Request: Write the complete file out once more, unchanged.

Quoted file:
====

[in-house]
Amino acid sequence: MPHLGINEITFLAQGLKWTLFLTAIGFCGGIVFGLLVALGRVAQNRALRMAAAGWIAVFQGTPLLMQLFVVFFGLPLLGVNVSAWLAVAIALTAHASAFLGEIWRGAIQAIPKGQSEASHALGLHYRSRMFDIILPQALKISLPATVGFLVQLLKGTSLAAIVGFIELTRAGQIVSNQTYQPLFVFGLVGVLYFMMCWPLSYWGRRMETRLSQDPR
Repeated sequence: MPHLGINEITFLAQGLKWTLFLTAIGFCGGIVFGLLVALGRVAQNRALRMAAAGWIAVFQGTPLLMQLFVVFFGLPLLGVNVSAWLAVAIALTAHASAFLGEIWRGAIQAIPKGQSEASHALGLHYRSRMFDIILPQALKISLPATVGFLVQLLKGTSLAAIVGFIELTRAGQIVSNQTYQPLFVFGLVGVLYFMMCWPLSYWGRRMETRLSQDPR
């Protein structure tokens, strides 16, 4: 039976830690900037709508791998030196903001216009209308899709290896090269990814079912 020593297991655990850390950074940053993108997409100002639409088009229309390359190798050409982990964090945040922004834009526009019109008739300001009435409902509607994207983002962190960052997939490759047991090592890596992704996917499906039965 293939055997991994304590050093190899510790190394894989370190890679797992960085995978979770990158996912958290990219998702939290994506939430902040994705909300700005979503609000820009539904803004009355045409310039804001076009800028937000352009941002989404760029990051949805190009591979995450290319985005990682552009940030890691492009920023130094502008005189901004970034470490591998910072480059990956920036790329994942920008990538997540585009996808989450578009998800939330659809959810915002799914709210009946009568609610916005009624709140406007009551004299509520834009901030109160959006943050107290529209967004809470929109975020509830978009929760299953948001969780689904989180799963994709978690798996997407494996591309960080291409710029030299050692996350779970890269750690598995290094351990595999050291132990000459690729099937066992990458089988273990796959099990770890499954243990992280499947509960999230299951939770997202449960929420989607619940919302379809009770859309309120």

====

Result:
[in-house]
Amino acid sequence: MPHLGINEITFLAQGLKWTLFLTAIGFCGGIVFGLLVALGRVAQNRALRMAAAGWIAVFQGTPLLMQLFVVFFGLPLLGVNVSAWLAVAIALTAHASAFLGEIWRGAIQAIPKGQSEASHALGLHYRSRMFDIILPQALKISLPATVGFLVQLLKGTSLAAIVGFIELTRAGQIVSNQTYQPLFVFGLVGVLYFMMCWPLSYWGRRMETRLSQDPR
Repeated sequence: MPHLGINEITFLAQGLKWTLFLTAIGFCGGIVFGLLVALGRVAQNRALRMAAAGWIAVFQGTPLLMQLFVVFFGLPLLGVNVSAWLAVAIALTAHASAFLGEIWRGAIQAIPKGQSEASHALGLHYRSRMFDIILPQALKISLPATVGFLVQLLKGTSLAAIVGFIELTRAGQIVSNQTYQPLFVFGLVGVLYFMMCWPLSYWGRRMETRLSQDPR
């Protein structure tokens, strides 16, 4: 039976830690900037709508791998030196903001216009209308899709290896090269990814079912 020593297991655990850390950074940053993108997409100002639409088009229309390359190798050409982990964090945040922004834009526009019109008739300001009435409902509607994207983002962190960052997939490759047991090592890596992704996917499906039965 293939055997991994304590050093190899510790190394894989370190890679797992960085995978979770990158996912958290990219998702939290994506939430902040994705909300700005979503609000820009539904803004009355045409310039804001076009800028937000352009941002989404760029990051949805190009591979995450290319985005990682552009940030890691492009920023130094502008005189901004970034470490591998910072480059990956920036790329994942920008990538997540585009996808989450578009998800939330659809959810915002799914709210009946009568609610916005009624709140406007009551004299509520834009901030109160959006943050107290529209967004809470929109975020509830978009929760299953948001969780689904989180799963994709978690798996997407494996591309960080291409710029030299050692996350779970890269750690598995290094351990595999050291132990000459690729099937066992990458089988273990796959099990770890499954243990992280499947509960999230299951939770997202449960929420989607619940919302379809009770859309309120």